During pregnancy, your baby will have everything they need when they are still in your belly. They will receive protection, food, oxygen, and warmth from your body. However, as they exit your body after labor, your baby will find themselves unable to access those essentials so easily. So, your baby needs a gentle transition when changing the environment from the mother’s womb to the outside world. Skin-to-skin contact is a great way to help your baby adapt to the outside world. In fact, different studies show that skin-to-skin contact after birth will benefit both the mother and her baby.
1. Benefit in Breastfeeding
While doing skin-to-skin contact right after birth, your baby does not need the help or intervention of any medical staff to breastfeed. In fact, newborns can locate and crawl on their own toward your breast for their first drops of milk. This instinct proves that they are in close contact with you. Breastfeeding during the first hour is also good for mothers as well. Immediately after birth, the placenta and the amniotic fluid remain in your body meanwhile the uterus also begins to contract. Breastfeeding right after birth will help your body push the placenta out easier and faster while reducing the risk of postpartum hemorrhage. On top of that, doing skin-to-skin contact will stimulate the production of oxytocin which boosts the production of your breastmilk.
2. Skin-To-Skin Contact Helps Your Baby To Adjust Their Body Temperature
Infants do not acquire the ability to adjust their body temperature yet as they are used to the amniotic environment that is always temperature controlled. So when they go out, they must use a lot of oxygen and energy to keep the optimal body temperature. Doing the skin-to-skin contact after birth will help your baby get used to this process easier. Your chest is much warmer than other parts of the body, and any other artificial warmer. Within a few minutes of skin-to-skin’ contact, the chest will adjust itself to fit your baby’s needs. Reports show that newborns who share a room with their mothers for the first hour after birth will have better respiratory and body temperature control than babies who are separated from their mothers.
3. Reduce the risk of hypoglycemia
Your baby will use blood sugar for energy. Before birth, your body provides the glucose that your baby needs through the placenta. After birth, they get it from your breastmilk. If your baby has low blood sugar levels (hypoglycemia), they are hard to feed and it will affect their health. Most healthy babies can adjust their blood sugar levels as long as they are fed. However, some babies are at higher risk, especially babies born to diabetic mothers, whose bodies often produce too much insulin themselves when they are born. This is the reason for the increased risk of hypoglycemia. Keeping your baby with you and giving your baby skin-to-skin contact will help you to warm the baby and reduce the risk of hypoglycemia as you can feed your baby directly.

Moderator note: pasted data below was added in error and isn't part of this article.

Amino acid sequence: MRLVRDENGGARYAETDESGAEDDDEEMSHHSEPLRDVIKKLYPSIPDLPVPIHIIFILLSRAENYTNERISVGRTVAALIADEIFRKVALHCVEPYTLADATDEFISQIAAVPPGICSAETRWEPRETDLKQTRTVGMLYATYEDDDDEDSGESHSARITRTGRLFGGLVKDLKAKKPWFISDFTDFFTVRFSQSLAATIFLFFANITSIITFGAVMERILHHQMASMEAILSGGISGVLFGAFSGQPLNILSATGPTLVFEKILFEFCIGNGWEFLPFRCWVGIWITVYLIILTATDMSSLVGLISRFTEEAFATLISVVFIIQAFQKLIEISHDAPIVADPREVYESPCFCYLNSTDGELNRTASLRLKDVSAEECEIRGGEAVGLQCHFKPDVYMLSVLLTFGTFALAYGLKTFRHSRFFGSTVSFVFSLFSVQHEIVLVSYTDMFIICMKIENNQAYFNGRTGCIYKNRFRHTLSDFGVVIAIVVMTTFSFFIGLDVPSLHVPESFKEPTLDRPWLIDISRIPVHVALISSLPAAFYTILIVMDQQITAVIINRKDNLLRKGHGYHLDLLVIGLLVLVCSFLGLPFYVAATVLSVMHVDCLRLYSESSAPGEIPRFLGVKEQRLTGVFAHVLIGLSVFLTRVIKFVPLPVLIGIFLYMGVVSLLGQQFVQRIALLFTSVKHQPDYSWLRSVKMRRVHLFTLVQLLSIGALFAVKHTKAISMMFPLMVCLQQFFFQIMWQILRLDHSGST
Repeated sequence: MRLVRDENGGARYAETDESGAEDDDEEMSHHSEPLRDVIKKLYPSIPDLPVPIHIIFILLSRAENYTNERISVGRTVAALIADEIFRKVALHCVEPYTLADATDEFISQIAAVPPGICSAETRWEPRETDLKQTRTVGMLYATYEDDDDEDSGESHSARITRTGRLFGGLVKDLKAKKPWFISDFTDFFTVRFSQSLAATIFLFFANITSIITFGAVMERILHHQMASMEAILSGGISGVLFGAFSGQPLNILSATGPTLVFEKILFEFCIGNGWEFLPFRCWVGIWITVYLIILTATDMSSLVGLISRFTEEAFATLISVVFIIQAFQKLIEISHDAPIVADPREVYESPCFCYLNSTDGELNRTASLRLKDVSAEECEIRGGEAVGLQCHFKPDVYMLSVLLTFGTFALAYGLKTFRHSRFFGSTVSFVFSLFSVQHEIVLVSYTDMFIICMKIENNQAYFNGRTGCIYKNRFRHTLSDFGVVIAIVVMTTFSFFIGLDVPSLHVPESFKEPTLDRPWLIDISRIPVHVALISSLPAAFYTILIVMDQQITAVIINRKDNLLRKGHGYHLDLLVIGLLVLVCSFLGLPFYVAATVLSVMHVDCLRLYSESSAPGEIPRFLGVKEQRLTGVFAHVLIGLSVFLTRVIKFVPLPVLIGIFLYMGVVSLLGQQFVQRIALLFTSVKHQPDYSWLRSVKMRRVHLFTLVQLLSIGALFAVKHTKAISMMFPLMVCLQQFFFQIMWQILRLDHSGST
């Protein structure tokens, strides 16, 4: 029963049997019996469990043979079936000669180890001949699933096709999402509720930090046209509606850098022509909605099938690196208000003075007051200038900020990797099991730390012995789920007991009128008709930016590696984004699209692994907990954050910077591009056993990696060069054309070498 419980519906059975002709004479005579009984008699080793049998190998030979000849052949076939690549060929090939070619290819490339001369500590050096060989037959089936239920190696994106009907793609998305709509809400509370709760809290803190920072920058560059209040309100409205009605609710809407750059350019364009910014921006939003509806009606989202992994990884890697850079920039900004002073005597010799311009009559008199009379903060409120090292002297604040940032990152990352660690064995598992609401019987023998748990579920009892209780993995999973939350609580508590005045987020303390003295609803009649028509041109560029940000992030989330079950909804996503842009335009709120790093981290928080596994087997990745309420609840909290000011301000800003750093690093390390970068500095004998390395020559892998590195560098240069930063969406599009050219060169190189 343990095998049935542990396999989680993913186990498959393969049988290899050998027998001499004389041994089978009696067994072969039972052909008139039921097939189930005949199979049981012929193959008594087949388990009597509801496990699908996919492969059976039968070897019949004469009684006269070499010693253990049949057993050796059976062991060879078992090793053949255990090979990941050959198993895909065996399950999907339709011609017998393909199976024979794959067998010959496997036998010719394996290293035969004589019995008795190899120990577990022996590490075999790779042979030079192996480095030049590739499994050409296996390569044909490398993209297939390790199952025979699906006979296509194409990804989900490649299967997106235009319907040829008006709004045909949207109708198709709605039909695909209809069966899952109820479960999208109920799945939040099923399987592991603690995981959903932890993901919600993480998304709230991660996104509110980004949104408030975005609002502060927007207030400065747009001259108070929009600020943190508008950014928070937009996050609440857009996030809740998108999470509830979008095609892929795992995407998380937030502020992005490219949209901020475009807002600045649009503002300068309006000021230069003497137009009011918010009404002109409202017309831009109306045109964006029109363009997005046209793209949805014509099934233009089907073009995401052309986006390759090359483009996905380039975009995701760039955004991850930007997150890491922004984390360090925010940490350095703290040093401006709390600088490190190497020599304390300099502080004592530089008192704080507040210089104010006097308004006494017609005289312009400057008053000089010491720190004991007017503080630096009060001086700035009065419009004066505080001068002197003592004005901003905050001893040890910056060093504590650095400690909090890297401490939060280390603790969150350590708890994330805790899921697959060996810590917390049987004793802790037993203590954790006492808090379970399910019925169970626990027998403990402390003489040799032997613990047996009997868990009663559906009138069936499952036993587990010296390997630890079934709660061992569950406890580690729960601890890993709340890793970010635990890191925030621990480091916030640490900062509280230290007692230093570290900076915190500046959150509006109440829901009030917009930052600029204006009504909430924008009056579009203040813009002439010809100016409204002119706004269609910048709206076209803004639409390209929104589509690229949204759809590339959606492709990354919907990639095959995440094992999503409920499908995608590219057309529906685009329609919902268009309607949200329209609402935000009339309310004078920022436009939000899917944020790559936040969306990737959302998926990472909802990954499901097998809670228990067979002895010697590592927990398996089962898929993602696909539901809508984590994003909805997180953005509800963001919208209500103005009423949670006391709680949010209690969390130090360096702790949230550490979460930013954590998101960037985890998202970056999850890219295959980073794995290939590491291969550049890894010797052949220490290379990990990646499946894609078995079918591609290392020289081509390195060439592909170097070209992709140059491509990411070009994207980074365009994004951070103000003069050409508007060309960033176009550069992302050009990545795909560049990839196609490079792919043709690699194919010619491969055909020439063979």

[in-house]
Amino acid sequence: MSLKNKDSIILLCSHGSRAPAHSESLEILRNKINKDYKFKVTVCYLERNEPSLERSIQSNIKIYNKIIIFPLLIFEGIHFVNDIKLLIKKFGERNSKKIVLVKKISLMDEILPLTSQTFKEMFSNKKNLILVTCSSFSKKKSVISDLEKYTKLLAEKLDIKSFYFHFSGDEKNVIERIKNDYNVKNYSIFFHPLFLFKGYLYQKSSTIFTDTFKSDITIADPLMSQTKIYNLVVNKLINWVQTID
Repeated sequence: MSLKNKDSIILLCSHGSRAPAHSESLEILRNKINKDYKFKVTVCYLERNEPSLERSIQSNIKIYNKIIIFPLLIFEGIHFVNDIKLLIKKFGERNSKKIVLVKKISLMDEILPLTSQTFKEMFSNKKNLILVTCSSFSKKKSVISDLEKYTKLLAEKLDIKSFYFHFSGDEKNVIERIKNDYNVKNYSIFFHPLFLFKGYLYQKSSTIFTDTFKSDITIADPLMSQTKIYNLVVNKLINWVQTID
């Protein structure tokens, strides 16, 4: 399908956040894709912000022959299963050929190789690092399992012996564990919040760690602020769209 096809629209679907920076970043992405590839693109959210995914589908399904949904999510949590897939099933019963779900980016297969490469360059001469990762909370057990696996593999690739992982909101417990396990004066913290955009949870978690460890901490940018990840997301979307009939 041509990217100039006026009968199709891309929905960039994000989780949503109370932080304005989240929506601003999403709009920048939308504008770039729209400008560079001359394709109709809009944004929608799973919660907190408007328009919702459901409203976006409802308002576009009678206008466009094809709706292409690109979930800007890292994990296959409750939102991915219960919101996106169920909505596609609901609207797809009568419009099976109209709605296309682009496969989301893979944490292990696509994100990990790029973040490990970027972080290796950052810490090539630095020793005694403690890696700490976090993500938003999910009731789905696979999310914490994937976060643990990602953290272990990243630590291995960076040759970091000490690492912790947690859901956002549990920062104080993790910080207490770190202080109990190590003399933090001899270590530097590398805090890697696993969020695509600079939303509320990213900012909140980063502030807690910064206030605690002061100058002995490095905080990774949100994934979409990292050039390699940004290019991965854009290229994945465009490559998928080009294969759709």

4. Skin-To-Skin Contact Boosts your Baby’s Brain Development
At birth, your baby’s brain is still small and is only about 25% of the size of an adult. Skin-to-skin contact is an experience that requires the involvement of many sensory organs. As a result, it helps your baby to develop their nerve pathways which are especially needed for brain maturation. Furthermore, Skin-to-skin contact also promotes the maturation process of almond nodes, an important part of the brain’s core. These nodes are involved in the formation of emotions, memory formation, and activation of the sympathetic nervous system. During skin-to-skin contact with mothers, most newborns fall asleep easily and reach a natural deep state of sleep lasting 60 minutes or more. This is important because deep sleep is one of the most favorable factors to help accelerate the development of their brain.
5. Improve your baby’s immune system
Skin-to-skin contact helps babies pick up familiar bacteria from their mother’s skin. This is not dangerous because the newborns have received antibodies against most of these bacteria while still in the womb. While breastfeeding in some hours after birth, your body will produce antibodies against bacteria present in the environment. These antibodies then will be passed to your baby through breast milk and protect them from infections.
The occupation of the familiar mother’s bacteria on the newborn baby’s body also makes foreign bacteria and viruses in the birth environment to have little chance of invading. This is especially important for babies born by cesarean section because babies often do not have access to healthy bacteria in the mother’s vagina – an important first step for the functioning of the immune system.
There you go, now you have the 5 benefits of Skin-to-Skin Contact. What do you think about these benefits? Please share your opinions with us in the comments!